Relative newbie: E0503 errors when building a parser by hand

Hello everyone.

For pedagogical reasons, I've decided to try and write for myself a simple, LL(1)-type programming language targeting the 65816 processor with a syntax not entirely dissimilar to that of Rust. Think something like Tiny-C, except with a Rust-y syntax. I decided to call it ROIL, for Rust/Oberon Inspired Language.

I've been following a technique used in the "15 compilers in 15 days" paper, namely building the compiler up in incremental pieces using test-driven programming techniques. As I work through the project so far, I've been getting encouraging results.

Until now. After refactoring some code that belongs in a parser into the module proper, I'm now receiving a slew of E0503 errors. I've pushed my code to my "incubator" repository so everyone can see (and clone and poke around if they want; I welcome this, in fact) my work so far. I apologize if the code is not well structured; please remember this is all work in progress material.

As the code comment indicates, I'm baffled about why I'm getting an E0503 error mid-way through the grammar rule method that handles let-bindings (g_let).

If anyone has any recommendations on how to restructure the code so as to work around this issue, I'd be appreciative. Thanks in advance.

Prior research: I've looked here on the forums for similar issues involving E0503, but while there were many articles which popped up, none of them seemed to touch on my specific set of circumstances. rustc --explain E0503 yielded similarly "this is obvious, but I don't know how it relates" answers to my problem. So, I've resorted to posting a new topic here in the hopes that this adds to the knowledge base somehow.

NOTE: Because I know at least one person will recommend using a parser generator or combinator library, please don't. The reason I'm not is because I want the experience of having done it myself first. This is an exercise for myself to learn how to write non-trivial code in Rust. If I were writing for a commercial-grade product, or contributing to someone else's project, etc., then of course I'd use or recommend pre-existing tools. Thanks!

Basing purely off looking a the code and the comment within,

        let rval;
        if let Some(Token::Char('=')) = {
            rval = self.g_expr();  // <-- borrows mutably you said
        } else {
            return Item::Error;

        // The error is here, probably?
        if let Some(Token::Char(';')) = {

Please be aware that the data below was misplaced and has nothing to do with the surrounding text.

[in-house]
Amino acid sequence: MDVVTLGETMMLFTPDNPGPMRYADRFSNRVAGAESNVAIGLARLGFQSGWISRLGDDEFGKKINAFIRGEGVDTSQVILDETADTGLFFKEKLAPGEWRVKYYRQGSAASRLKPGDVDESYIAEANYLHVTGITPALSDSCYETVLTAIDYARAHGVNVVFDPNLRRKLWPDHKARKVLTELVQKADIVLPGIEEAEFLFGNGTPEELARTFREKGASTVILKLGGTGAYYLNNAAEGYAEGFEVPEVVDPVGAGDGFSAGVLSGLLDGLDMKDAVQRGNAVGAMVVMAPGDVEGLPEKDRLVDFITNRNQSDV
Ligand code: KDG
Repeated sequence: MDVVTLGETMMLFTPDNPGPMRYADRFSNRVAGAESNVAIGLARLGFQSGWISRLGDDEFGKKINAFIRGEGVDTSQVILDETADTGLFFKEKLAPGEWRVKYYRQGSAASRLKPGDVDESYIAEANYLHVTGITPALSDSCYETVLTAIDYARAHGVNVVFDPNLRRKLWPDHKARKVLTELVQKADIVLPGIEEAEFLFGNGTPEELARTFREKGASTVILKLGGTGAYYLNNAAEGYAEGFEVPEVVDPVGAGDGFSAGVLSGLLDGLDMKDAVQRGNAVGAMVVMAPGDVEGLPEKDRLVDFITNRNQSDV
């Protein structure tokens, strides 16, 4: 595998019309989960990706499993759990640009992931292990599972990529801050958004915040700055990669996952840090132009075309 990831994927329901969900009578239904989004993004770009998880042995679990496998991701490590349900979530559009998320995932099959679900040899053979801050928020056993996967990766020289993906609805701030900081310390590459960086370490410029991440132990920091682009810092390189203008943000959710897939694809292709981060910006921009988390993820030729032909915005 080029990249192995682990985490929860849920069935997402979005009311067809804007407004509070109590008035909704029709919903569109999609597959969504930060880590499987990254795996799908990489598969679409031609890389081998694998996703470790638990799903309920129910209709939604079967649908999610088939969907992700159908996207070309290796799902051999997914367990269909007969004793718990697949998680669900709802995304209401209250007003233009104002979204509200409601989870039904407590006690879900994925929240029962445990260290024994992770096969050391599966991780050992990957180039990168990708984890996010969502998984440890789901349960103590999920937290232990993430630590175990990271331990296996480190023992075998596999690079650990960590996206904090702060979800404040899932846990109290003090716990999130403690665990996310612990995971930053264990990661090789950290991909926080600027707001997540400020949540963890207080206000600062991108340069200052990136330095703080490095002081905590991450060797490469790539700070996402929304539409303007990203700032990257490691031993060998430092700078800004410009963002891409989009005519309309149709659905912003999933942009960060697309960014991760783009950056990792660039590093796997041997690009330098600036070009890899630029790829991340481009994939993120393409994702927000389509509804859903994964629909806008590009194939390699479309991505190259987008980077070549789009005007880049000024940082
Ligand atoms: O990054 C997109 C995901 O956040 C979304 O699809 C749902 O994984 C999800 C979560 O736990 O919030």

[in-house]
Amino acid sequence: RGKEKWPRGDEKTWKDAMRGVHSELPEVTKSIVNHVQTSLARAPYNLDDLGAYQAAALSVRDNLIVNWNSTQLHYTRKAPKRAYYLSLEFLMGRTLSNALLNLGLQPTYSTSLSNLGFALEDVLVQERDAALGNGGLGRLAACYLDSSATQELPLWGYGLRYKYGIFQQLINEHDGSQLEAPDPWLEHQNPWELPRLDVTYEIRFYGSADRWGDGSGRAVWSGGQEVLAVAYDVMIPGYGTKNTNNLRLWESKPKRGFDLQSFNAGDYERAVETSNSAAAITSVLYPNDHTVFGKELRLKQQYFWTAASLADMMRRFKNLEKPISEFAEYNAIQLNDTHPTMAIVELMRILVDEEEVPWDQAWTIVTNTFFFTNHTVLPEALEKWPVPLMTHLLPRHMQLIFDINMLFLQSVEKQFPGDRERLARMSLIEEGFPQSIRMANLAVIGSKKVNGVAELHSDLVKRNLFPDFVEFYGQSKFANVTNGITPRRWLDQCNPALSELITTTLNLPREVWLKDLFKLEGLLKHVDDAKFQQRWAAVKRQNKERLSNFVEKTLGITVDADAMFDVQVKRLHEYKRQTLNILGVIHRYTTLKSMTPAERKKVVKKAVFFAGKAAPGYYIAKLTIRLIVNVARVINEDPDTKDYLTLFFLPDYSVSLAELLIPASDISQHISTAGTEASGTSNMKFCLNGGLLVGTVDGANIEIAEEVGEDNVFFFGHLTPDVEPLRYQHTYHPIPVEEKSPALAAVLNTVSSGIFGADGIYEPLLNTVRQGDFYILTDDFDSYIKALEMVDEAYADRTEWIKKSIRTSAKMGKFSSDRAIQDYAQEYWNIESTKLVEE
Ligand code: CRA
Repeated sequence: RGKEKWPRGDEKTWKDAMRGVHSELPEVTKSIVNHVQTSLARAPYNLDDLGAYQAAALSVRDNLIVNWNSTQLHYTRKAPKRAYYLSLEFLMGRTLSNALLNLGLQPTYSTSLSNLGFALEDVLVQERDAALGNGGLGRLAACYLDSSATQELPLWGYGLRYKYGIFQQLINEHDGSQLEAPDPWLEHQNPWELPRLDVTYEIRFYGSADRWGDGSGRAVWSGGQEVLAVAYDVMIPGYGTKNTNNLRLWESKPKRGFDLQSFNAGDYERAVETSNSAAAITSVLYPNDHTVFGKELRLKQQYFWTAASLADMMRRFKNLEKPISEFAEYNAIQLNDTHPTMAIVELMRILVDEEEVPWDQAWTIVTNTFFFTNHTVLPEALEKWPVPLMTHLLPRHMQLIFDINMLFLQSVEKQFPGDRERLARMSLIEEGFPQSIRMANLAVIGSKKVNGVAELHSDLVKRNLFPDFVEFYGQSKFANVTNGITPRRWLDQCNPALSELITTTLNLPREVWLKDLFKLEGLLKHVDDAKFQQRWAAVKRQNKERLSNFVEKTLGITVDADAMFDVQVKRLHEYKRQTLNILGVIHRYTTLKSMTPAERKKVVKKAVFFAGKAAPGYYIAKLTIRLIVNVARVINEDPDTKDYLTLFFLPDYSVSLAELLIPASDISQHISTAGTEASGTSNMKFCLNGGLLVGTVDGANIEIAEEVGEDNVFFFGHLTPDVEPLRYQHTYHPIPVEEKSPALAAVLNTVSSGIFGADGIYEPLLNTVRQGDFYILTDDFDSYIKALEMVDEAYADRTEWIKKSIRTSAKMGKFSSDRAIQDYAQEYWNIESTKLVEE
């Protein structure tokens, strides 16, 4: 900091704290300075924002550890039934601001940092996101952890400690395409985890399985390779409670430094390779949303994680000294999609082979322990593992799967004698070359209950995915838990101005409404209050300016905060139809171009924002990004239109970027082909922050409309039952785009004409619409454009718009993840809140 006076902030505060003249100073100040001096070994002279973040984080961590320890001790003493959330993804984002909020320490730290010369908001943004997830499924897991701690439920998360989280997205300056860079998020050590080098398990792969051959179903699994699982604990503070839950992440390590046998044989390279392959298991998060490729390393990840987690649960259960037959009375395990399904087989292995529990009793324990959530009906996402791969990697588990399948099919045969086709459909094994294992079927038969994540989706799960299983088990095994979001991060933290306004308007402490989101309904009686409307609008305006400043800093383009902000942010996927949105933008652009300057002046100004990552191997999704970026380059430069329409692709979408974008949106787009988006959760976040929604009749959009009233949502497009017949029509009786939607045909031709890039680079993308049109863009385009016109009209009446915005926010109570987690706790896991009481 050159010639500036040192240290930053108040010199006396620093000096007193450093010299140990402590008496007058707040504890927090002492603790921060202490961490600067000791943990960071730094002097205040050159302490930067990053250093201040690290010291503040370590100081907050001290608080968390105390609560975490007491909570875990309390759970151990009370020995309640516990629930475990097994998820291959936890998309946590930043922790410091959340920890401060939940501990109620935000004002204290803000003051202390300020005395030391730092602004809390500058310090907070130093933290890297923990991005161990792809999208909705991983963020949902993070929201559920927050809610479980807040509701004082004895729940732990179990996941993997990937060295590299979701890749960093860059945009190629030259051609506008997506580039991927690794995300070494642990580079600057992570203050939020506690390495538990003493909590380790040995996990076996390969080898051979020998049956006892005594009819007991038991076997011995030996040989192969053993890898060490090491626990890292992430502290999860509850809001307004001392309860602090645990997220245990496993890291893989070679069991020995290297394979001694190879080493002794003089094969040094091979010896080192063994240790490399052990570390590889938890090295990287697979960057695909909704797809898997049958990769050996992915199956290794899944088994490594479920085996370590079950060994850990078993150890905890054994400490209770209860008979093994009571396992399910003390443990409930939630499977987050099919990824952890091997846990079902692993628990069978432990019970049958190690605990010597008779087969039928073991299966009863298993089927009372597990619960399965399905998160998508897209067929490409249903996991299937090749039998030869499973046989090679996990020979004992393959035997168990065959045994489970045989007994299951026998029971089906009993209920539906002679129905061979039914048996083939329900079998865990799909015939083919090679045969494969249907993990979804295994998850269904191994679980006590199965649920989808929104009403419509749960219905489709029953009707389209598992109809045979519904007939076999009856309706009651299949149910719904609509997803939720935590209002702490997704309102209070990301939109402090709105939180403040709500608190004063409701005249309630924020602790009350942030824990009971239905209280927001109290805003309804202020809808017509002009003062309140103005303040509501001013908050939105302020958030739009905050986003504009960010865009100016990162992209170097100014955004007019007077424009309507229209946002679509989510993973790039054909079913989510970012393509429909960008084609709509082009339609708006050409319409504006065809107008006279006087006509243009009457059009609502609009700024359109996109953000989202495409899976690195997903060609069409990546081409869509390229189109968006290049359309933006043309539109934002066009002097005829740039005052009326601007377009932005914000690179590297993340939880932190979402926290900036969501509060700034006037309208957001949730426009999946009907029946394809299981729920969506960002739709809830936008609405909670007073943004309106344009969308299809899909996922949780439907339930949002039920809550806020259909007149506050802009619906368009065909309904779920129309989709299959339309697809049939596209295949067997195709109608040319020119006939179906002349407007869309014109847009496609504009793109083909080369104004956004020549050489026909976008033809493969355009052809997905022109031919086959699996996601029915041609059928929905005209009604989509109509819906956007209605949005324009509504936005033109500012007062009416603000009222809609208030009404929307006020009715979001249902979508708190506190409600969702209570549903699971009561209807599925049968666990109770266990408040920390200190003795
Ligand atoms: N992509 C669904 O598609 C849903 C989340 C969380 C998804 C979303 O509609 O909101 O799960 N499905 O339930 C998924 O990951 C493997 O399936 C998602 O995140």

} else {
            return Item::Error;

        Item::DeclareLocal(id, &rval)
// rval must be live:           ^^^^

rval is an Item<'x> where 'x is due to an exclusive borrow of self. That means as long as you want rval to be alive, self must remain exclusively borrowed -- you can't use it. Or to view it another way, as soon as you use self again, rval becomes invalid.

Incidentally, borrow conundrums will be easier to spot if you enable this lint:


As this will force you to rewrite this:

    pub fn g_expr(&mut self) -> Item {

As this:

    pub fn g_expr(&mut self) -> Item<'_> {

Which means the same as this:

    pub fn g_expr<'a>(&'a mut self) -> Item<'a> {

(which is why rval holds onto an exclusive borrow of self).



OK, let me see if I have an understanding of what you're saying.

Because of the way that g_expr() function is declared, the Item it returns is bounded implicitly by the lifetime of self. Since g_expr() takes a mutable reference to self, it's assumed by the compiler that the resulting Item also has an exclusive dependency upon self. Is that a correct understanding?

What would you recommend as a way to break this dependency? I suppose I could pass in a mutable item reference, like so: my_parser.g_expr(&mut my_item) and have it fill it out; that way, g_expr() doesn't return anything, and the lifetimes of the Items can be more independently specified. Do you think that would work?

Yes. It's not really an assumption, it's explicitly what the function signature means. Think of the signature as an API contract the compiler has been tasked with enforcing. It enforces it both for the function writer (function body) and function callers.

It's hard to say without knowing the use case behind Item::DeclareLocal, which contains a borrowing field. If you never borrow from a given method, you could return Item<'static>; that would break the dependency.

Speaking very generally, abstracting over "borrowed or owned" tends to get complicated, so you may be better off splitting off the enum variants that need to borrow, or having a borrowing and non-borrowing enum.

1 Like

This is not what I gathered from reading Rust: The Programming Language or from my previous coding experiences. I thought lifetimes only scoped data (e.g., in this case, that self must at least out-live Item), but did not also convey mutability dependency.

But, wouldn't that then imply that the Item lasts as long as the program is running?